Can You Pick Your Career and Your Family?

When you were a little kid how many times did friends, family members  and teachers ask you what you wanted to be when you grew up? Since you were a little kid life was about picking your career. If someone asked you, “What type of husband/wife do you want when you grow up?”, well then I’m incredibly surprised.

In my last post on love, inspired by The Defining Decade, I spoke about the problem of how society views marriage. Society doesn’t worry about marriage until the age thirty deadline hits and then it suddenly feels like you’re behind. We should be striving for our dream marriage as we are for our dream job. Especially if the family you grew up with was not the perfect family you wanted or had internal struggles, your marriage can be a second chance at family.

We talked about customizing your life, not settling. This should apply in your love life as well. Think of the type of family you want. Think of the life you want to have for yourself and your family. Do you want a big family who is involved with extended family? Or do you want a quite little family? Find out what characteristics you want in a husband or wife. Find someone who can help you be a better you. Then there’s your future children, what type of life do you want them to have? What type of environment do you want them to grow up in?

Someone once told me to find a man with the same values as me and everything else will work from there. I think it makes sense because we should have the same basic wants then. A couple with the same values can work together and support each other. We should naturally have a relatively similar picture of what we want our futures to be.

In The Defining Decade, Dr. Meg Jay suggests couples have “the define-the-relationship talk.” This talk will help see where you current relationship is going and see what that person’s view of the future is. If they have a view that’s completely opposite from you, maybe it is not the best relationship to be in.

This is why it is important to be smart in your twenties when it comes to matters of love. I don’t think I’ve explained what the age thirty deadline is yet… To me, it’s the unofficial expectation of society that you should be married by thirty. If you’re in a relationship now that isn’t going to end up towards marriage you’re cutting your time short. I’m not trying to pressure you into settling down right this second, I’m saying use this time wisely. Dating around can be fun, but be careful because time flies. Before you know it you can be 27 and only have a few years to date wisely and hope for the best.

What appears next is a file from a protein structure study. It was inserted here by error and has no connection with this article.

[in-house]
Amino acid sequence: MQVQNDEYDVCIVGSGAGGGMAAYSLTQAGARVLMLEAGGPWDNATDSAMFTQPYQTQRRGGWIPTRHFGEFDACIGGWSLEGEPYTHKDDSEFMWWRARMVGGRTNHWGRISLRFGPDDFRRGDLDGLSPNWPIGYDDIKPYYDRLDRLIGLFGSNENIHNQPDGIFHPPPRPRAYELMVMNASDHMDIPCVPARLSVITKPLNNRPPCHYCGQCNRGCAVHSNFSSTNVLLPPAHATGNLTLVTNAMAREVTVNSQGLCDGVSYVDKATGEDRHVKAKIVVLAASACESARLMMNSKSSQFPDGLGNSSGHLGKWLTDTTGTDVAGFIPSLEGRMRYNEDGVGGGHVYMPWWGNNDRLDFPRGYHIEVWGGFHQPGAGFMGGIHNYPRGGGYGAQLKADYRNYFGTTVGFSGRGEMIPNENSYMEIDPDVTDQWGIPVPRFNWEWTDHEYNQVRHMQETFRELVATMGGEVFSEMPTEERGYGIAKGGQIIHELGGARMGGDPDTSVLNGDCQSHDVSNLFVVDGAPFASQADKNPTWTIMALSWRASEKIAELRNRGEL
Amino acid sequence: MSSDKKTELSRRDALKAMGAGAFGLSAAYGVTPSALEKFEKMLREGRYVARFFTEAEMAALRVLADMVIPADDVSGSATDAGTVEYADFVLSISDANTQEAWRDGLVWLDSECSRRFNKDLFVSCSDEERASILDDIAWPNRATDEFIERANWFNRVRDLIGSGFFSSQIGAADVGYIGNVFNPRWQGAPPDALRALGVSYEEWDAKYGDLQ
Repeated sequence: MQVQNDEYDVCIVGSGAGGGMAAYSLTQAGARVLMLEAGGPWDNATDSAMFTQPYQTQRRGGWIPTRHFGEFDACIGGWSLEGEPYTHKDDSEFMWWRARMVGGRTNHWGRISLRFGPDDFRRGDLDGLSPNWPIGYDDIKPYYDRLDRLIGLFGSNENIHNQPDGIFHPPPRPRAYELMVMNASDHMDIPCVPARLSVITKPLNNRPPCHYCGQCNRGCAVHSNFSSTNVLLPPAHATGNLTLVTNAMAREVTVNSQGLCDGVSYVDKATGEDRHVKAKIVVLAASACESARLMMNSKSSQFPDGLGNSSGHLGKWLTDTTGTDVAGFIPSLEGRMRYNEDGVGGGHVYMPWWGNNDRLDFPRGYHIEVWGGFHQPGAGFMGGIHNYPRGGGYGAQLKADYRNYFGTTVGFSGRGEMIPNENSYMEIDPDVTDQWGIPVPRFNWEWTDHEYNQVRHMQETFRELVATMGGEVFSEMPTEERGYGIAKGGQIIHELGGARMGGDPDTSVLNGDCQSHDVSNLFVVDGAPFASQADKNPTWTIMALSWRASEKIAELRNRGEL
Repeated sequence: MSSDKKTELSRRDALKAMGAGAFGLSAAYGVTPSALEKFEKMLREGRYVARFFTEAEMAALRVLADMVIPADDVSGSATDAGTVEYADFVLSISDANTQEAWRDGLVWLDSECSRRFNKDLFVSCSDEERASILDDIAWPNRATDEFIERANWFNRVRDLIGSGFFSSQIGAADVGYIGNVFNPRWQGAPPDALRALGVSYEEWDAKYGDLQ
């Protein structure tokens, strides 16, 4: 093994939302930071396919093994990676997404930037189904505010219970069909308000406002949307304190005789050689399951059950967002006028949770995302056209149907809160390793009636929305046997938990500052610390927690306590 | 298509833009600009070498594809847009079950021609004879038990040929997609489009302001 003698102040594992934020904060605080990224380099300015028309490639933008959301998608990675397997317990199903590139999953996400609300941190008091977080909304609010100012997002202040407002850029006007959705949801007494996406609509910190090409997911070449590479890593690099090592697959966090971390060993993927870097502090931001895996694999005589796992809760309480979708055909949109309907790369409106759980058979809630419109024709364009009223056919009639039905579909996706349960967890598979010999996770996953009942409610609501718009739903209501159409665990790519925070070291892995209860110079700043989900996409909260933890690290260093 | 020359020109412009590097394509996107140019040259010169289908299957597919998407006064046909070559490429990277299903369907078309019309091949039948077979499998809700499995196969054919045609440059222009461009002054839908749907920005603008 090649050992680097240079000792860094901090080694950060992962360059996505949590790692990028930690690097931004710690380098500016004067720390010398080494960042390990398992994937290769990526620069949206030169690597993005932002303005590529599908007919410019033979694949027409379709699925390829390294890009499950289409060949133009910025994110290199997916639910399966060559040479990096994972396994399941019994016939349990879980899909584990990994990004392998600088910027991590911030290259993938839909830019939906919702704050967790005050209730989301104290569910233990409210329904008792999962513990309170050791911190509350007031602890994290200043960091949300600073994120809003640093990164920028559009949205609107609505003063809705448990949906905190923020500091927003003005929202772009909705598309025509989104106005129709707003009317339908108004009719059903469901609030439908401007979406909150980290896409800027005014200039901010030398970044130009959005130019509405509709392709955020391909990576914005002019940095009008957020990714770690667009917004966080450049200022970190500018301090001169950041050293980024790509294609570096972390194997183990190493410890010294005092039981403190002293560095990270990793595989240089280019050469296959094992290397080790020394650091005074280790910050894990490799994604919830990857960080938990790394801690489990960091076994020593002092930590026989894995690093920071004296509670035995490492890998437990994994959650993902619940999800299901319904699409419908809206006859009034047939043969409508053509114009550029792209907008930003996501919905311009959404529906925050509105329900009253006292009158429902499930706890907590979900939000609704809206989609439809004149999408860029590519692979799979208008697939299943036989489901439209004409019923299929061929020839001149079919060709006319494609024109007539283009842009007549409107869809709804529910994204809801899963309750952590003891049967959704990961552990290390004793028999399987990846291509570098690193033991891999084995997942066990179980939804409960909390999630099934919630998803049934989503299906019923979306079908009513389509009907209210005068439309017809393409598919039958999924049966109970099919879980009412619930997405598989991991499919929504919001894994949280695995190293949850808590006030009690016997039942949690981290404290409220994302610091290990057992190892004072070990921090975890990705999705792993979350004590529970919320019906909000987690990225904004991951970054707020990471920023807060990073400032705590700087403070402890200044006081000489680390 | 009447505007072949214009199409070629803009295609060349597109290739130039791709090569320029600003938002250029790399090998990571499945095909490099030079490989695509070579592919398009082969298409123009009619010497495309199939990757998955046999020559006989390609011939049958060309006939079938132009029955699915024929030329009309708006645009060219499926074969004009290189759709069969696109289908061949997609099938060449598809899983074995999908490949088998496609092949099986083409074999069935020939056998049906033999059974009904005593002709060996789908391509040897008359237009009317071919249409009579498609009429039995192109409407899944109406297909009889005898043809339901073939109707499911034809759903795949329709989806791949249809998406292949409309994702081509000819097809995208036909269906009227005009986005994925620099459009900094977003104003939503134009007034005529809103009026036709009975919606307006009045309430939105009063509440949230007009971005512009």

“Twentysomethings who aren’t at least a little scared about their relationships are often the ones who are being the least thoughtful.”The Defining Decade, Dr. Meg Jay (p. 87)

I think we should start getting serious about dating. Men and women should have standards. We shouldn’t date people just because they’re fun or really good looking, we should have some credentials  Let your dating experience show you what you like and don’t like, then stick only with the likes when you choose the next person to date. Let your relationships have some substance. When you have this picture and these standards, then you will be on your way to picking your family.

In my next post on love I will talk about dating down to speak a little bit further about sticking with your likes and giving your relationships some substance.


Free Lunch Or Coffee, Should You Take It?

Go to Bridgehead.

Go to Bridgehead. (Photo credit: emilybean)

You’re asked to go on a coffee or lunch run for one of your supervisors and they say, “Get yourself something.”

This is a debate I have been having with myself for a long time. Should I respond with the polite “No, thank you” my parents taught me to respond with or do I accept the offer?

I have had this debate with some of my friends. Some say that if they do not take the offer the person gets offended. Others think it is respectful to politely decline the offer.

Fellow young professionals, what would you do?